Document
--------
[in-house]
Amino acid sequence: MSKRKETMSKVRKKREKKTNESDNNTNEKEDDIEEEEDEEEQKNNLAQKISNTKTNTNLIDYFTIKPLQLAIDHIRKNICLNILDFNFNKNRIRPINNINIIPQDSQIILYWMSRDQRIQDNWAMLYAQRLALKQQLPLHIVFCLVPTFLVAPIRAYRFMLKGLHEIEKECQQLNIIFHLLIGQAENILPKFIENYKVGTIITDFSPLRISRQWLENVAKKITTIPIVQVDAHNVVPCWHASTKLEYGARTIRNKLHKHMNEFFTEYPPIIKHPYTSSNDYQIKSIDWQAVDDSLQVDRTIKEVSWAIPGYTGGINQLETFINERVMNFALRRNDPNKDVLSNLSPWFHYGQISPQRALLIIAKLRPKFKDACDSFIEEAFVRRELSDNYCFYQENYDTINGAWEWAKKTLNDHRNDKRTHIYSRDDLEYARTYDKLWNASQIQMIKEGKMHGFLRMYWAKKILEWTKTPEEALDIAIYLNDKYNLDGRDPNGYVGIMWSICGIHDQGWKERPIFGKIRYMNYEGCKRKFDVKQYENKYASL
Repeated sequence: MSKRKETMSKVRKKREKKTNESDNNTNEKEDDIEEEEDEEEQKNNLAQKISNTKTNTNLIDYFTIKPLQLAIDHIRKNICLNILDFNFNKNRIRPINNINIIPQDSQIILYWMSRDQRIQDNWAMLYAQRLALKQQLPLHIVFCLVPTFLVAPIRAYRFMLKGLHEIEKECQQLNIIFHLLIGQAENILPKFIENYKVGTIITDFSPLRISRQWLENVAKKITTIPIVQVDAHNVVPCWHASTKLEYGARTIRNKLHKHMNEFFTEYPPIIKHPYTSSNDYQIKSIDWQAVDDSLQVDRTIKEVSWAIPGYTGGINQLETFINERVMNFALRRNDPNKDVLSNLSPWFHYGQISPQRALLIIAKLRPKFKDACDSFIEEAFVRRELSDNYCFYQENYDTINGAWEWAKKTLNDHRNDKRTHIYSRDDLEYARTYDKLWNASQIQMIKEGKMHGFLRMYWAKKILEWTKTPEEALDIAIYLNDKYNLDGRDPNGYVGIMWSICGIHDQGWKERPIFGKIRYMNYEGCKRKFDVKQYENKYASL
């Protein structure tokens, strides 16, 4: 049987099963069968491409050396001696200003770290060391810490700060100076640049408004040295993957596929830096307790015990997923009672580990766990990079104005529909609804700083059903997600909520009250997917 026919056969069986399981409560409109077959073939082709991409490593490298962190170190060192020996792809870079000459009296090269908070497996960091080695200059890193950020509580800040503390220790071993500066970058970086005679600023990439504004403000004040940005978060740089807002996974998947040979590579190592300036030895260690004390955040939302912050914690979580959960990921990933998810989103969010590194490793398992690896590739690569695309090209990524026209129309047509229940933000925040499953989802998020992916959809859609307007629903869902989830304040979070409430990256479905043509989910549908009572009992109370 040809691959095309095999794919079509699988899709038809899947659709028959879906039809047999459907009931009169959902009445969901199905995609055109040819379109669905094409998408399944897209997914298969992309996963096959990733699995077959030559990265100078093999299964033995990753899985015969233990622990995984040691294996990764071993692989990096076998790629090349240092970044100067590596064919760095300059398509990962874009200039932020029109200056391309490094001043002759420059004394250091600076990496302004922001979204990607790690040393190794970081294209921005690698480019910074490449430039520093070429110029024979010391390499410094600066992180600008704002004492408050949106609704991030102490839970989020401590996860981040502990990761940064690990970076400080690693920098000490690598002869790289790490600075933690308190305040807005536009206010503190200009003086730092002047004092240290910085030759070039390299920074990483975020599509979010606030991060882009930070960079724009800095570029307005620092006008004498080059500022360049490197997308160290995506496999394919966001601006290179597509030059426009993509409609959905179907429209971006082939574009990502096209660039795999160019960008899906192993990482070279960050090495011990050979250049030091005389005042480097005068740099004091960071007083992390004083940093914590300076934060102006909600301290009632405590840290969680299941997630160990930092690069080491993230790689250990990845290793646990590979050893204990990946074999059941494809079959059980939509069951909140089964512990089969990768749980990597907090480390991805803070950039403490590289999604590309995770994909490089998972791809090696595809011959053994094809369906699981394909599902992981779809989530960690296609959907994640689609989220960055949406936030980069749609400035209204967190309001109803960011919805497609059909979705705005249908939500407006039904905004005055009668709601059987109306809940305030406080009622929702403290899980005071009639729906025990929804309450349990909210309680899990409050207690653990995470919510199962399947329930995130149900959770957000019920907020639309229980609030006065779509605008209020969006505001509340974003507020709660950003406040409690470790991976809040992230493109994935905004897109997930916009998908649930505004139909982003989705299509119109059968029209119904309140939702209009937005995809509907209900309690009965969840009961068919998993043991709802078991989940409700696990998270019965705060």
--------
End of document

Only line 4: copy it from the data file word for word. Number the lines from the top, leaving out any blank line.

């Protein structure tokens, strides 16, 4: 049987099963069968491409050396001696200003770290060391810490700060100076640049408004040295993957596929830096307790015990997923009672580990766990990079104005529909609804700083059903997600909520009250997917 026919056969069986399981409560409109077959073939082709991409490593490298962190170190060192020996792809870079000459009296090269908070497996960091080695200059890193950020509580800040503390220790071993500066970058970086005679600023990439504004403000004040940005978060740089807002996974998947040979590579190592300036030895260690004390955040939302912050914690979580959960990921990933998810989103969010590194490793398992690896590739690569695309090209990524026209129309047509229940933000925040499953989802998020992916959809859609307007629903869902989830304040979070409430990256479905043509989910549908009572009992109370 040809691959095309095999794919079509699988899709038809899947659709028959879906039809047999459907009931009169959902009445969901199905995609055109040819379109669905094409998408399944897209997914298969992309996963096959990733699995077959030559990265100078093999299964033995990753899985015969233990622990995984040691294996990764071993692989990096076998790629090349240092970044100067590596064919760095300059398509990962874009200039932020029109200056391309490094001043002759420059004394250091600076990496302004922001979204990607790690040393190794970081294209921005690698480019910074490449430039520093070429110029024979010391390499410094600066992180600008704002004492408050949106609704991030102490839970989020401590996860981040502990990761940064690990970076400080690693920098000490690598002869790289790490600075933690308190305040807005536009206010503190200009003086730092002047004092240290910085030759070039390299920074990483975020599509979010606030991060882009930070960079724009800095570029307005620092006008004498080059500022360049490197997308160290995506496999394919966001601006290179597509030059426009993509409609959905179907429209971006082939574009990502096209660039795999160019960008899906192993990482070279960050090495011990050979250049030091005389005042480097005068740099004091960071007083992390004083940093914590300076934060102006909600301290009632405590840290969680299941997630160990930092690069080491993230790689250990990845290793646990590979050893204990990946074999059941494809079959059980939509069951909140089964512990089969990768749980990597907090480390991805803070950039403490590289999604590309995770994909490089998972791809090696595809011959053994094809369906699981394909599902992981779809989530960690296609959907994640689609989220960055949406936030980069749609400035209204967190309001109803960011919805497609059909979705705005249908939500407006039904905004005055009668709601059987109306809940305030406080009622929702403290899980005071009639729906025990929804309450349990909210309680899990409050207690653990995470919510199962399947329930995130149900959770957000019920907020639309229980609030006065779509605008209020969006505001509340974003507020709660950003406040409690470790991976809040992230493109994935905004897109997930916009998908649930505004139909982003989705299509119109059968029209119904309140939702209009937005995809509907209900309690009965969840009961068919998993043991709802078991989940409700696990998270019965705060």